Analysis: Kovalev must score to win over Pens
The Penguins employees who offered public praise Thursday about right wing Alex Kovalev were, well, an exclusive group. There was general manager Ray Shero and ...
That's it. That's the list.
A group of players assembled by Shero, all of whom met Kovalev last night upon his arrival at a Raleigh, N.C.-area hotel, privately confided skepticism upon learning of their newest teammate.
Kovalev, whose 38th birthday present was a return to the organization for which he scored 149 regular-season goals from 1998 to 2003, will have to prove his worth to these Penguins. To borrow from one of his new teammates: Which "Kovy" are the Penguins getting?
That is a question worth $5 million — the salary-cap hit absorbed by the Penguins for acquiring Kovalev from the Ottawa Senators for a conditional seventh-round pick at June's NHL draft. That will become a sixth-round selection if the Penguins advance to Round 2 of the Stanley Cup playoffs and Kovalev plays in 50 percent of the first-round games.
"I've been there before and had some good years," Kovalev told Ottawa reporters. "I'm excited to go to Pittsburgh and play in the playoffs again."
Kovalev is a second-time Penguin because this version of the team, riddled with injuries, can no longer score enough goals. Part of that is because they have lost 117 man-games to injury since Jan. 1. They have played the past eight games without centers Sidney Crosby, Evgeni Malkin and Mark Letestu and left wing Chris Kunitz — who have combined for 75 goals.
The Penguins have scored 43 goals in their past 21 games — all without leading scorer Crosby, who is out indefinitely with concussion symptoms. Their record in those contests is 10-8-3, and they have scored two goals or fewer in 11 of those games.
"Let's be honest: We have 10, 11 and 12 guys out of the lineup," Shero said. "There's no team in the league (whose) offense will come easily."
Shero is taking a low-risk/high-reward bet that offense will come from Kovalev, who is slated to play right wing on a line with center Jordan Staal and left wing James Neal tonight at Carolina.
There are reasons to believe Kovalev will be strong in stint No. 2 with the Penguins. First, he is playing for what could be his last NHL contract; this one will expire after the season.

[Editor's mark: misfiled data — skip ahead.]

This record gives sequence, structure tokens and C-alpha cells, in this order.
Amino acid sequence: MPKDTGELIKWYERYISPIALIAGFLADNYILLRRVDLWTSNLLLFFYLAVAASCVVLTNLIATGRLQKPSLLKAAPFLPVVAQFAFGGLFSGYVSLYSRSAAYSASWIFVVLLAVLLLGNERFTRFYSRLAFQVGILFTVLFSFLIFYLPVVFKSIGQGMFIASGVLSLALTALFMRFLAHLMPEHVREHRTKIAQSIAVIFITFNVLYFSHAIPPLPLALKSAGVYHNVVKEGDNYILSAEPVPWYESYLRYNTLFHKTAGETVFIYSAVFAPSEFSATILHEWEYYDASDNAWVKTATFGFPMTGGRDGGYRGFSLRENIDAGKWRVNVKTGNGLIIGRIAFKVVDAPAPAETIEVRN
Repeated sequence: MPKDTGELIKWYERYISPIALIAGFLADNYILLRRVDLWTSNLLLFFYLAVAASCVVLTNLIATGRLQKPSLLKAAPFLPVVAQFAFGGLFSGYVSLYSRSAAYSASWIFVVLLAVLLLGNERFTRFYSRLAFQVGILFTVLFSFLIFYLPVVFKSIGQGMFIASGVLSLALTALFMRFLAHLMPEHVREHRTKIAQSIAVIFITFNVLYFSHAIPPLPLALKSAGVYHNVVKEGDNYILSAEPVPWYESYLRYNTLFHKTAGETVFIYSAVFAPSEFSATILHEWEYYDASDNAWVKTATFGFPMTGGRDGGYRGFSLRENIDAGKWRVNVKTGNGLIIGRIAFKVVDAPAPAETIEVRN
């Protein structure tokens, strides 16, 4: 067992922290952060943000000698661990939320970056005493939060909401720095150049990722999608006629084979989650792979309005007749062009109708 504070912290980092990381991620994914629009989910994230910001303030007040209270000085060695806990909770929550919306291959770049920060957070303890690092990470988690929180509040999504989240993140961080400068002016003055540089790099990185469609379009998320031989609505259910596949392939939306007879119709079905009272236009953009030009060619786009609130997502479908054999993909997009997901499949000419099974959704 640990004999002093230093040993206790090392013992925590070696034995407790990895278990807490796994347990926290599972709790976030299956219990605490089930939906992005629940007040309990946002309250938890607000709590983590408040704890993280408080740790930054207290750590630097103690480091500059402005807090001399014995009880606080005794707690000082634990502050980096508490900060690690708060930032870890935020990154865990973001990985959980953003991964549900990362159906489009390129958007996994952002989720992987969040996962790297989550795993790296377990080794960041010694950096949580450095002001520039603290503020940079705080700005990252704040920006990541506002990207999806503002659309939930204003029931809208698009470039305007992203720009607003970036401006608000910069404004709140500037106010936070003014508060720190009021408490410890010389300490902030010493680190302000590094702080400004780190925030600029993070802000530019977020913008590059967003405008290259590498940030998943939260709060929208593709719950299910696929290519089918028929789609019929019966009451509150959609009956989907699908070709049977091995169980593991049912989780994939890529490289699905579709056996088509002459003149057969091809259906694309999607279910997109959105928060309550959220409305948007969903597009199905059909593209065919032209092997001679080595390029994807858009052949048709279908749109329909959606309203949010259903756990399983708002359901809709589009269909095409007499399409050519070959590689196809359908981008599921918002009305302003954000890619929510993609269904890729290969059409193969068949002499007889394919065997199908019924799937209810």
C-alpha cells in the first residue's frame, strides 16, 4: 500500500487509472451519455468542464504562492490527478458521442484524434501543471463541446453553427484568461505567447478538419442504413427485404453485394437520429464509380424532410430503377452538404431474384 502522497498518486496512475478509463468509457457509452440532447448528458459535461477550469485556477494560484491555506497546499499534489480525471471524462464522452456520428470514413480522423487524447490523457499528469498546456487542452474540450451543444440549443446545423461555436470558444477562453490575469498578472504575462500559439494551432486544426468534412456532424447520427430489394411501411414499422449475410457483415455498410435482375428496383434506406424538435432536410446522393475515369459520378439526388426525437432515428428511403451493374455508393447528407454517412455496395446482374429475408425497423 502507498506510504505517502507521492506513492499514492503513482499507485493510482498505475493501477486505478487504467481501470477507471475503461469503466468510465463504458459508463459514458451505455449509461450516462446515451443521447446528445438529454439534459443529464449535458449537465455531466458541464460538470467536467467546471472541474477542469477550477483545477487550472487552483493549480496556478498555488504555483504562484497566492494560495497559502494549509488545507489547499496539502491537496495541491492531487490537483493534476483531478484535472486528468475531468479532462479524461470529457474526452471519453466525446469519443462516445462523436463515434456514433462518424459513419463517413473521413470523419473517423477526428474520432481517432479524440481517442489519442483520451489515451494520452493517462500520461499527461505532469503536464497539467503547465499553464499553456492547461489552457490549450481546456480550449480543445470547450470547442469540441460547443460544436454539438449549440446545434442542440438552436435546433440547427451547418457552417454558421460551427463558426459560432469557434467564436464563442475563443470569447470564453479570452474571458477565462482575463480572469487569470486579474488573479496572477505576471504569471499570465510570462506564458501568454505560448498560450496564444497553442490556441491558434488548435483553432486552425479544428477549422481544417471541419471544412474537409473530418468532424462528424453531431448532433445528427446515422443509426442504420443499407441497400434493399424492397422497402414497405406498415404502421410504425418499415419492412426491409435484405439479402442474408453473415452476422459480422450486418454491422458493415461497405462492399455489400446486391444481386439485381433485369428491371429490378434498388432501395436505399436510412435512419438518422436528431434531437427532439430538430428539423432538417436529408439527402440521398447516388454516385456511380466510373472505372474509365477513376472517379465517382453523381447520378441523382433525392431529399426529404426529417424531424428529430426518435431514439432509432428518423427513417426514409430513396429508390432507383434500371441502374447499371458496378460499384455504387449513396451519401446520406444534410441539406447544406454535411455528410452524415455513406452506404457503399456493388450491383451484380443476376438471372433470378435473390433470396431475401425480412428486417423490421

Also, he has professed a fondness for the organization, talked of a close friendship with majority co-owner Mario Lemieux and produced consistently in the postseason with 44 goals and 98 points in 116 games.
However, Kovalev publicly clashed with Senators coach Cory Clouston, and his reputation is that of an otherworldly skilled player who is as enigmatic as his left-handed shot is powerful.
His tenure of less than two seasons with the Senators followed a run of four-plus years with Montreal, where he was beloved and often brilliant (103 goals in 314 games). That was the case during his previous stint with the Penguins, a team he reportedly never wanted to leave.
Now he is back, and as right wing Bill Guerin did two years ago, Kovalev holds the pen that could write a triumphant comeback story. Guerin was asked to restore calm to the dressing room. Kovalev needs to win over this one.
He can start by scoring some goals.
New wings are his thing
Penguins general manager Ray Shero has made acquiring wingers near the NHL trade deadline a habit during the past five years. On Thursday, he added right wing Alex Kovalev to a mostly impressive group:
Gary Roberts (acquired Feb. 27, 2007): Scored four goals in 16 playoff games in 2007 and '08.
Georges Laraque (Feb. 27, 2007): Enforcer racked up 159 penalty minutes in 88 games through 2008.
Marian Hossa (Feb. 26, 2008): Scored 12 goals on run to 2008 Stanley Cup Final.
Pascal Dupuis (Feb. 26, 2008): Currently a top-line winger and standout penalty killer.
Chris Kunitz (Feb. 26, 2009): Has 25 points in the past two postseasons.
Bill Guerin (March 4, 2009): Had seven goals and 15 points on 2009 Cup run.
Craig Adams (March 4, 2009): A role-playing regular and trusted penalty killer.
Alexei Ponikarovsky (March 3, 2010): Scored once in 11 games last postseason.
James Neal (Monday): Slated to be left wing on top line with center Jordan Staal and Kovalev.
Source: Penguins media guide
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